Sunday, 14 April 2013

More about Miracles

There is no such thing as a miracle. There are only ways of regarding reality. In my blog dealing with Structure of Reality, I described the fourfold nature of man. For as long as we regard reality with our senses, we are stuck, irrevocably in the reality which responds to the observer who uses physical means to observe physical phenomena. Hence the scientists are usually stuck in the past in which the phenomena have already taken place, and all they can do is to observe the end of a creative process.
There are, of course, other ways of observing reality. One could say that every opus of any number of the great composers is a miracle. Yet the miraculous aspect of it is that it must be re-created here and now to give it reality. Until the moment that the symphony, a concerto, or a sonata is played, it only exists as an idea which has been expressed as a pattern on a piece of paper. The music is not there yet.
The same can be said of other creative arts, wherein the artists does little more than to bring out and put on paper or linen, or uncover from a block of stone an idea that dwelled within his or her higher consciousness, waiting to be uncovered. Waiting to be brought out into the physical reality.
Great mathematicians, which group in the past included philosophers, see reality as patterns. They see the interdependence and inter-relationship of one thing to another. The greatest achievement of Einstein were not his equations, but his ability to perceive the reality as making mathematical sense. Where he erred was in attempting to stabilize the creative process, forgetting that the process itself is endless. Hence probability rather than inevitability.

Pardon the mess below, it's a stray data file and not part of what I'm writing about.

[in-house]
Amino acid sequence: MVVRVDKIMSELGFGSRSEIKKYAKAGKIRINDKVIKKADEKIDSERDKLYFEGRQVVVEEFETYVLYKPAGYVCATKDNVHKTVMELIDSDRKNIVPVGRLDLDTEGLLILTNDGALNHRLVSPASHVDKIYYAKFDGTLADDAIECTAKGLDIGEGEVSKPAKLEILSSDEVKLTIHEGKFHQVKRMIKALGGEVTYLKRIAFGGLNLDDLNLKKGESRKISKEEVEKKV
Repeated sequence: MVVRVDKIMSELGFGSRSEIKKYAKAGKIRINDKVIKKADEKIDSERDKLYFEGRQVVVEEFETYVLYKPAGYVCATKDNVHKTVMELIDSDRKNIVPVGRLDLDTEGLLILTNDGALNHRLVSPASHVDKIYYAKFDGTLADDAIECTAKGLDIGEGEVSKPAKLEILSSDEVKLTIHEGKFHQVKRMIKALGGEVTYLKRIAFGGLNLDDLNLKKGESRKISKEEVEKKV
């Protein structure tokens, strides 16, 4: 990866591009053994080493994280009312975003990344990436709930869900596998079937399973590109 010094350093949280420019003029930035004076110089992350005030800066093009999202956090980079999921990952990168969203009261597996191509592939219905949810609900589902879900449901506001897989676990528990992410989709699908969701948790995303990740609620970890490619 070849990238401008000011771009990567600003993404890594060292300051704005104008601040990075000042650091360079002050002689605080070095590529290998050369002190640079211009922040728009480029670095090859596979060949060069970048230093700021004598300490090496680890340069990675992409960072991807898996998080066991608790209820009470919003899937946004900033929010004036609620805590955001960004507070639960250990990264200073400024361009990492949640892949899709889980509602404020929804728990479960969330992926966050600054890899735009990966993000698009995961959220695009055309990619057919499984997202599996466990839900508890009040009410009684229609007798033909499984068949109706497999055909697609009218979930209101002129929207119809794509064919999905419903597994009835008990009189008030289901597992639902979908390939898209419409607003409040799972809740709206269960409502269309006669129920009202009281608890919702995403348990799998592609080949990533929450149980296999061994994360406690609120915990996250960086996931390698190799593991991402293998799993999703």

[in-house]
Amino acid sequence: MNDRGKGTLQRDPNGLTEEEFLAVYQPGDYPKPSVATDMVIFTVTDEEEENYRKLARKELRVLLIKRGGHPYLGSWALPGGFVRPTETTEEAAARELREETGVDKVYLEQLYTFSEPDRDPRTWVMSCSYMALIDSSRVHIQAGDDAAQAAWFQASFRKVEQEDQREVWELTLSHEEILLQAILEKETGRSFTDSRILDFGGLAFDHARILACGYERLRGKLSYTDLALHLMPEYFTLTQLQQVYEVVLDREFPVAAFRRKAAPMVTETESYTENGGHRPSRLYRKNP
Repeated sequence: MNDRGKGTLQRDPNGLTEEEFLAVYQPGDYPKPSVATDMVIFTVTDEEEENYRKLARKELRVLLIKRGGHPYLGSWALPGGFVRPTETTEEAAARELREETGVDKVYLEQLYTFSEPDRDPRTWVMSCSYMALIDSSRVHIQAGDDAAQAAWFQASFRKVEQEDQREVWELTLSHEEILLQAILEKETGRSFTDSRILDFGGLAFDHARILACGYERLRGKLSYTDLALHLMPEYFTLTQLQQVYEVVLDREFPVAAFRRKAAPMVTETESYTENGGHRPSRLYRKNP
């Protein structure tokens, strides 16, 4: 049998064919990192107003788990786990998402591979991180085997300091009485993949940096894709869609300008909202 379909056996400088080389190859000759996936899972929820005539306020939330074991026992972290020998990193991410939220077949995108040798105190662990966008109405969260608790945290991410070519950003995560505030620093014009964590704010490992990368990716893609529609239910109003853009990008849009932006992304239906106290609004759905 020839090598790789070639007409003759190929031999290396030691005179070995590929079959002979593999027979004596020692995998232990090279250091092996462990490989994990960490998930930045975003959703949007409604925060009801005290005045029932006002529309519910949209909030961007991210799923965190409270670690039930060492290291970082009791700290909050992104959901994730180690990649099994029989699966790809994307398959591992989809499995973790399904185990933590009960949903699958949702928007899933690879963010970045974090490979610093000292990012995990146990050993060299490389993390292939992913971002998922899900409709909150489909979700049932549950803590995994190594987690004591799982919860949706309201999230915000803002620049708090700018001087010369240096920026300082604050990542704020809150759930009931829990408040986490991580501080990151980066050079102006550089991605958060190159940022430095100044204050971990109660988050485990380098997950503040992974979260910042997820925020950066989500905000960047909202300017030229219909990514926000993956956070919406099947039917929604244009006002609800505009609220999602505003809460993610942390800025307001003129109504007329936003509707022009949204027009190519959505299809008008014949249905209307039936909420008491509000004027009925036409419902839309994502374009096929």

Finally we come to regarding reality as an idea. In the eyes of an advanced observer, an idea is always perfect. Later, the execution of such an idea suffers from inadequacies of our abilities. Hence, we need evolution to assure that the ideas will continually better developed until, to paraphrase the Lord’s Prayer, “the idea of the observer will be as perfect on earth as it is in heaven”.
Should we be able to maintain the perfection of an idea through the all phases of the creative process, and anchor it in the subconscious, such would be manifested in the physical reality. Hence, the “spontaneous” cures. Yet let us remember that the instant the perfect idea becomes manifest in the dualistic reality it suffers from gradual degradation.
What some of the great mystics succeeded in was not in changing our physical reality, but in perceiving the truth behind it, the original idea, which, through their inimitable conviction (some call it faith) they managed to manifest here and now. Those events we describe as miracles. In fact those events are what we should all strive for. Here and now.
Good luck.

My novel Peter and Paul attempts to illustrate what is involved within the human psyche to succeed in this endeavour. Try it. You might be among the few who succeed. 

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